Or what you need to know about size, style and type of floor ideas.
Floor decisions happen early in the construction phase and the choices vary, given the conditions in different rooms. Rug ideas come later in the decorating phase and things to consider include certain measurements and how they function. Sooo many floor ideas and I just cover some of the more common ones I encounter with clients.
Wood you do it in a kitchen?
Why, yes, I wood! The age old debate about wood versus tile (or other materials) in the kitchen always amuses me. If the wood is sealed properly and you also have a rug in front of the sink, wood survives. The indoor/outdoor rug in the photo above came from Tar-jay and was super cheap.
As for bathrooms, the considerations are different. Even if you seal the wood and place lots of rugs, there’s still a lot of water and steam. Some folks will have differing opinions. You just have to know your habits to decide if this is right for you. Do you always run the exhaust fan? Do you always dry off thoroughly before stepping on the floor? Not me. I am a sopping mess on my way to the sink. I generally recommend stone or tile floors for bathroom floor ideas. However, a half bath on the main floor is the exception where tying into a visual expanse of wood floors makes sense.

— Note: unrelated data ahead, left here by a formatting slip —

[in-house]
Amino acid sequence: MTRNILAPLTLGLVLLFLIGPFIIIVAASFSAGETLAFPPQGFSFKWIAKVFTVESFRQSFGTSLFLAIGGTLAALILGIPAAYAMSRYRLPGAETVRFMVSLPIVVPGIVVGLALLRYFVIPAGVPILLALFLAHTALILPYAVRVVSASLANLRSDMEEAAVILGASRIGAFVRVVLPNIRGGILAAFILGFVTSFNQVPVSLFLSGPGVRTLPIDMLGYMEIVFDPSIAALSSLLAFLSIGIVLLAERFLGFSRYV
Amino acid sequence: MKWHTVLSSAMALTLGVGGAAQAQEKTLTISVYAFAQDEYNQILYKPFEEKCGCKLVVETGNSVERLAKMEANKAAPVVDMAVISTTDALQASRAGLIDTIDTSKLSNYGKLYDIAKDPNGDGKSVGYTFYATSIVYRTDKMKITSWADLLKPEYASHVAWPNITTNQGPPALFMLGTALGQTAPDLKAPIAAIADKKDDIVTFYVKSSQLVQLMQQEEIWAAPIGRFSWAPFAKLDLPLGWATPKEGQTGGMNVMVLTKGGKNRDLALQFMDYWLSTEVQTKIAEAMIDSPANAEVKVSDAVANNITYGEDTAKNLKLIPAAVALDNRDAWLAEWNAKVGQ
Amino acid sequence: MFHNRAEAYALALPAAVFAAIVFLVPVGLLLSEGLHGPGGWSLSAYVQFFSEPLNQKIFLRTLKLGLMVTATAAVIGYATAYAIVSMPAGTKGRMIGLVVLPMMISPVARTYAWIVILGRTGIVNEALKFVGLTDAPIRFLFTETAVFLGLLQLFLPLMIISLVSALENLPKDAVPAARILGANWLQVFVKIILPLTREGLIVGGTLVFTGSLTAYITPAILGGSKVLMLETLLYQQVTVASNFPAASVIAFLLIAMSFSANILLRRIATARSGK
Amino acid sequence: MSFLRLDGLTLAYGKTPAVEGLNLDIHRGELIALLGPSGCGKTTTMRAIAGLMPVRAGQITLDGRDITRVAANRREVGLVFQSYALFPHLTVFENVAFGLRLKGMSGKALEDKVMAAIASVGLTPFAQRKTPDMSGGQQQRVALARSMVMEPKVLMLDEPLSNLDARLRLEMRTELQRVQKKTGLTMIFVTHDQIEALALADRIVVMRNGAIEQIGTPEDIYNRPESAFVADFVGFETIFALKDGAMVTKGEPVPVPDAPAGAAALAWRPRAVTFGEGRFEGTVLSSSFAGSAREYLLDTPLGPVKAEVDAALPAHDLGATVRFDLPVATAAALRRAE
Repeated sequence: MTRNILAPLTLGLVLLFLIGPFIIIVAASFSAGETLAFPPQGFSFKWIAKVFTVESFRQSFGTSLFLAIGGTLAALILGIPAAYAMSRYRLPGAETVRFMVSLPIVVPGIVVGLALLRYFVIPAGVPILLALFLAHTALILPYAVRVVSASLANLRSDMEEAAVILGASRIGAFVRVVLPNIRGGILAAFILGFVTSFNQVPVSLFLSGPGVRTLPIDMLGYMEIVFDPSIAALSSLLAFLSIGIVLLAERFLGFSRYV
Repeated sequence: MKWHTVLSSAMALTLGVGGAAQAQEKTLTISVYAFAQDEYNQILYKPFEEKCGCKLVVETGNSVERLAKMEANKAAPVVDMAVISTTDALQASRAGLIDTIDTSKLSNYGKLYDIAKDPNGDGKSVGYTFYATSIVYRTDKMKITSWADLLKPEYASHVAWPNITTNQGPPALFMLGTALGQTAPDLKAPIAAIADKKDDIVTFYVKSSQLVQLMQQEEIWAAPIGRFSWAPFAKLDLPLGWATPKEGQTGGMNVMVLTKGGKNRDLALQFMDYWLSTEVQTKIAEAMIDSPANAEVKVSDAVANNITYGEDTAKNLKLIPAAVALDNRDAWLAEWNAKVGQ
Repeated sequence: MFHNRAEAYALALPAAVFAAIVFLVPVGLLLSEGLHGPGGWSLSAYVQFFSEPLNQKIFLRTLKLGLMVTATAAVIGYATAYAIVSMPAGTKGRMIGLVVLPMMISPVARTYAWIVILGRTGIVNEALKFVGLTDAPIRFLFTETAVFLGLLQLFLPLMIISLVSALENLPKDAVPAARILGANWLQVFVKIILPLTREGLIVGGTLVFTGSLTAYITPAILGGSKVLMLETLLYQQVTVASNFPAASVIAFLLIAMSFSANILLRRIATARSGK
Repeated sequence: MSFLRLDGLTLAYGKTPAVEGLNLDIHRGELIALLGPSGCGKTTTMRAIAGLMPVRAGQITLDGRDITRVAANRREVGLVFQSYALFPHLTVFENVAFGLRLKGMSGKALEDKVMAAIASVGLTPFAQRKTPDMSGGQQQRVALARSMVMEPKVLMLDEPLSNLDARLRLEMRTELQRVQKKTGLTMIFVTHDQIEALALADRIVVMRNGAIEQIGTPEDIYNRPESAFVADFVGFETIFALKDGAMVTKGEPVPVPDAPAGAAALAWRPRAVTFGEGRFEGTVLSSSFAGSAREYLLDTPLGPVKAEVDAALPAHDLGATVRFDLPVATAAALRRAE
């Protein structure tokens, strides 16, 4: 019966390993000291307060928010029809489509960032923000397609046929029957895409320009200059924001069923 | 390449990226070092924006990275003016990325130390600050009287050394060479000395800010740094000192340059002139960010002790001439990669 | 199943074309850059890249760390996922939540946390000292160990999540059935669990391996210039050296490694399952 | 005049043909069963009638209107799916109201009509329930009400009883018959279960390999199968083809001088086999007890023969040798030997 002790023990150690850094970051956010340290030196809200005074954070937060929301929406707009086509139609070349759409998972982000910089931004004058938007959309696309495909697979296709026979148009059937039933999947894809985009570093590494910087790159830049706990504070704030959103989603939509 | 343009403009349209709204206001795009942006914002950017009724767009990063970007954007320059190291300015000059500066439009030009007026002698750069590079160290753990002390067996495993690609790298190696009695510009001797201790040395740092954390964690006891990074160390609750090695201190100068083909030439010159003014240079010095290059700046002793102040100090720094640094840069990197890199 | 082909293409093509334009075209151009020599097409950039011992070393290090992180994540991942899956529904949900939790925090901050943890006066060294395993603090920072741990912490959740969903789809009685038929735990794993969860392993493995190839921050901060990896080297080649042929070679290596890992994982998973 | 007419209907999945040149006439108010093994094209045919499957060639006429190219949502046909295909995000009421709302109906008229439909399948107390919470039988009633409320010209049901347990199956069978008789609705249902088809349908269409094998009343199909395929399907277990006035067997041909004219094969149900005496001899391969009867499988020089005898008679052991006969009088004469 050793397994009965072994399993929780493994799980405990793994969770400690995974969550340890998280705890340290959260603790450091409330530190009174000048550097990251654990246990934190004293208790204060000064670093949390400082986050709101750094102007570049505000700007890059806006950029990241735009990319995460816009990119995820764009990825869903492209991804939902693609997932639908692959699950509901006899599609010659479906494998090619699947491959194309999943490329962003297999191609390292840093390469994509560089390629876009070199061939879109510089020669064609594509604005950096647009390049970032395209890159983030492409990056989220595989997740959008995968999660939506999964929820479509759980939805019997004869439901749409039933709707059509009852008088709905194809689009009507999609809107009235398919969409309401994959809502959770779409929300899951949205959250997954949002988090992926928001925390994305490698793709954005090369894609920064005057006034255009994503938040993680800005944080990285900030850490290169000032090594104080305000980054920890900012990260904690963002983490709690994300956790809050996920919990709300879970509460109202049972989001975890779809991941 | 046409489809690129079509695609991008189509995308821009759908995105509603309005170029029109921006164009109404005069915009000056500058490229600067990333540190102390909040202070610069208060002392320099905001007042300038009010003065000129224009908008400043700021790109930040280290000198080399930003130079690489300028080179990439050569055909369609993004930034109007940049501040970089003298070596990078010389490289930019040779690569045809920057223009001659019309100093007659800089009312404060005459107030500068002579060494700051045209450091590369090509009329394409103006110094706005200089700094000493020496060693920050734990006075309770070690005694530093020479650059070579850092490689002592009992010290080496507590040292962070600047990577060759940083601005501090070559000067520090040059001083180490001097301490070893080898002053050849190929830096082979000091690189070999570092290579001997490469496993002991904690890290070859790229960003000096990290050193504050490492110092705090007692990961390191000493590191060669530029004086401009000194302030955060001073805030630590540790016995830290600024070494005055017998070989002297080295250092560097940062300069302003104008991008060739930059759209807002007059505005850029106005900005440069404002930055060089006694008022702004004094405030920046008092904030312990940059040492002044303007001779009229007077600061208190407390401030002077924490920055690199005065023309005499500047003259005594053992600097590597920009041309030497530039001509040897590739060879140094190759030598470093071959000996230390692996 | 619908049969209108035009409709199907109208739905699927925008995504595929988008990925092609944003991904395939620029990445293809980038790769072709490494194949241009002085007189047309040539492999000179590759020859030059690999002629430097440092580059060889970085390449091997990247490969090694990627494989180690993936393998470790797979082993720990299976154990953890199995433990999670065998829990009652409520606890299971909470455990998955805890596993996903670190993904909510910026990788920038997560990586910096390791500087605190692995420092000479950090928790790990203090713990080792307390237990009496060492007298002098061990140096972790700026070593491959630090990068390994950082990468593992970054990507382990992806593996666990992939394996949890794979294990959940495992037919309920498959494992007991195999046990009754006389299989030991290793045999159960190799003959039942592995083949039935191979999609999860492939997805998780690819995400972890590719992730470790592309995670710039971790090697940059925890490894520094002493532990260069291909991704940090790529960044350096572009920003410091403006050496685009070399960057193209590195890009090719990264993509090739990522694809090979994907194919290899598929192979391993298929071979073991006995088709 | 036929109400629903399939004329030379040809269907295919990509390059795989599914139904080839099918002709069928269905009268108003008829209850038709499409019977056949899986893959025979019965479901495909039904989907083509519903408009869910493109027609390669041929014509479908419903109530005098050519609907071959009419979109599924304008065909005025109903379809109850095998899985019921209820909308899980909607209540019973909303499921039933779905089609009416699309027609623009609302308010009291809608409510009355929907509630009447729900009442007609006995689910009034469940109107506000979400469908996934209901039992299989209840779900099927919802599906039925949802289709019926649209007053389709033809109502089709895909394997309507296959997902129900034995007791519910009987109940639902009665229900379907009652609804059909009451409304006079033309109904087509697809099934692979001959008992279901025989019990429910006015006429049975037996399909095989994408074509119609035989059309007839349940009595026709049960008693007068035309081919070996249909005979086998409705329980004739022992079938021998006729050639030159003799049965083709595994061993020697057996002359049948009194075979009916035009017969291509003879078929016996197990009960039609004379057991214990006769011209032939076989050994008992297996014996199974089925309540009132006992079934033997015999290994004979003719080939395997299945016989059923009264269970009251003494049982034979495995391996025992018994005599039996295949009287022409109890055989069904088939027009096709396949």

Stone or tile?
I just found a $6/square foot tile (similar to this tile) for a client that looks like a million bucks. Tile comes in an array of choices now, some porcelains even providing good stone “fakes.” Stone costs considerably more but try to get the best bang for your buck when picking the real deal.
Choose low square footage applications that add a “wow” factor. Think small powder room floors, kitchen backsplash, or decorative accents in a shower. We chose this glass and stone accent border for our client’s bathroom floor below. It gave this tiny bathroom an elegant feel for very little cash.
Light or dark wood…what say ye?
I LOVE the dark, ebony look of my client’s floor above. He insisted on them despite having a dog with light hair. And even without light-haired pets, every dust bunny, stray bits and junk show up on dark floors. You will likewise need to consider your devotion to cleanliness. Will you sweep everyday? Do you care? This would make me crazy as I am basically
lazy busy and want a maintenance-free home.
Bigger is better.
For rugs, that is. Small, dinky rugs shrink a room and make furniture placement seem awkward. For our client above, we did a Redesign Day We only use what the client already owns and make it work as best as we can. I did recommend a much larger rug for this client as it’s a long room that can handle it.
Make sure the floor still shows.
Even if you have a larger rug, there should still be at least 12″ of floor showing around the perimeter. Why have gorgeous wood floors if you cannot see them? You might as well have wall to wall carpeting if you do a larger rug. The above client opted for no rug in her petite dining area as it would have covered too much floor.